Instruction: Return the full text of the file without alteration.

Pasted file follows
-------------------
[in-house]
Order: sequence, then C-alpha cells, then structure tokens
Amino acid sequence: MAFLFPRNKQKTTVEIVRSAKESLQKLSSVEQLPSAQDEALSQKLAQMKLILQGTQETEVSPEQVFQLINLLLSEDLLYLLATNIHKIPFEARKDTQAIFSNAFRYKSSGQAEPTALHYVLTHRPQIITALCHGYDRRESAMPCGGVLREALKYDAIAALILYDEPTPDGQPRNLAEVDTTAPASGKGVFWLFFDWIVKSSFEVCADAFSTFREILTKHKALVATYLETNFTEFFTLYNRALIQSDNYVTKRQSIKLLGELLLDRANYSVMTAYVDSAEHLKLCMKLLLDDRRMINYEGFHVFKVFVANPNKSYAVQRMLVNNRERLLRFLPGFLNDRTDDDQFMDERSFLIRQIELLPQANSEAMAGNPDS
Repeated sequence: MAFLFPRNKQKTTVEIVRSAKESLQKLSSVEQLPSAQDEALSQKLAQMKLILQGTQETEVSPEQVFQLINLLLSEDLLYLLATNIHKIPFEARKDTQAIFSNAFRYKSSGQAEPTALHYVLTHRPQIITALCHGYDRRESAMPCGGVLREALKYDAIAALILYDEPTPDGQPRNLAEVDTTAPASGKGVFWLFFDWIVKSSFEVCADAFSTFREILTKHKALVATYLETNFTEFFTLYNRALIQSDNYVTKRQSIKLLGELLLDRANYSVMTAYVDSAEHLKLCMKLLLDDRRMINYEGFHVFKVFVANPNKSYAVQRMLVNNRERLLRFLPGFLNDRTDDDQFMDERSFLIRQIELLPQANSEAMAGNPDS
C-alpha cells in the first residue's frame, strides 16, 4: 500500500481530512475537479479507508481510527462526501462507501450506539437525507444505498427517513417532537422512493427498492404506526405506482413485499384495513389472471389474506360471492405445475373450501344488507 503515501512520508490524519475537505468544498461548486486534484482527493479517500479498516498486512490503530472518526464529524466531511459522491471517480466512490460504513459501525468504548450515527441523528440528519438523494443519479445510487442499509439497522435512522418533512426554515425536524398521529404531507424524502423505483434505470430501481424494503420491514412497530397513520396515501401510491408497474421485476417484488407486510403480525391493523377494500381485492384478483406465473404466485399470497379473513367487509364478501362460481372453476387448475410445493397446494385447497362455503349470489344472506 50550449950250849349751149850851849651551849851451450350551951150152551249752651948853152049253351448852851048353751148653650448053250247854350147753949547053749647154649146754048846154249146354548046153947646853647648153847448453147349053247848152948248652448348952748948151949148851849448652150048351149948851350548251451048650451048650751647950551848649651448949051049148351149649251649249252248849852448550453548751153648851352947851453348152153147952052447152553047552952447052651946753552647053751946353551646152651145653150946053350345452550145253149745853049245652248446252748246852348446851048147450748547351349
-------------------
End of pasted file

[in-house]
Order: sequence, then C-alpha cells, then structure tokens
Amino acid sequence: MAFLFPRNKQKTTVEIVRSAKESLQKLSSVEQLPSAQDEALSQKLAQMKLILQGTQETEVSPEQVFQLINLLLSEDLLYLLATNIHKIPFEARKDTQAIFSNAFRYKSSGQAEPTALHYVLTHRPQIITALCHGYDRRESAMPCGGVLREALKYDAIAALILYDEPTPDGQPRNLAEVDTTAPASGKGVFWLFFDWIVKSSFEVCADAFSTFREILTKHKALVATYLETNFTEFFTLYNRALIQSDNYVTKRQSIKLLGELLLDRANYSVMTAYVDSAEHLKLCMKLLLDDRRMINYEGFHVFKVFVANPNKSYAVQRMLVNNRERLLRFLPGFLNDRTDDDQFMDERSFLIRQIELLPQANSEAMAGNPDS
Repeated sequence: MAFLFPRNKQKTTVEIVRSAKESLQKLSSVEQLPSAQDEALSQKLAQMKLILQGTQETEVSPEQVFQLINLLLSEDLLYLLATNIHKIPFEARKDTQAIFSNAFRYKSSGQAEPTALHYVLTHRPQIITALCHGYDRRESAMPCGGVLREALKYDAIAALILYDEPTPDGQPRNLAEVDTTAPASGKGVFWLFFDWIVKSSFEVCADAFSTFREILTKHKALVATYLETNFTEFFTLYNRALIQSDNYVTKRQSIKLLGELLLDRANYSVMTAYVDSAEHLKLCMKLLLDDRRMINYEGFHVFKVFVANPNKSYAVQRMLVNNRERLLRFLPGFLNDRTDDDQFMDERSFLIRQIELLPQANSEAMAGNPDS
C-alpha cells in the first residue's frame, strides 16, 4: 500500500481530512475537479479507508481510527462526501462507501450506539437525507444505498427517513417532537422512493427498492404506526405506482413485499384495513389472471389474506360471492405445475373450501344488507 503515501512520508490524519475537505468544498461548486486534484482527493479517500479498516498486512490503530472518526464529524466531511459522491471517480466512490460504513459501525468504548450515527441523528440528519438523494443519479445510487442499509439497522435512522418533512426554515425536524398521529404531507424524502423505483434505470430501481424494503420491514412497530397513520396515501401510491408497474421485476417484488407486510403480525391493523377494500381485492384478483406465473404466485399470497379473513367487509364478501362460481372453476387448475410445493397446494385447497362455503349470489344472506 50550449950250849349751149850851849651551849851451450350551951150152551249752651948853152049253351448852851048353751148653650448053250247854350147753949547053749647154649146754048846154249146354548046153947646853647648153847448453147349053247848152948248652448348952748948151949148851849448652150048351149948851350548251451048650451048650751647950551848649651448949051049148351149649251649249252248849852448550453548751153648851352947851453348152153147952052447152553047552952447052651946753552647053751946353551646152651145653150946053350345452550145253149745853049245652248446252748246852348446851048147450748547351349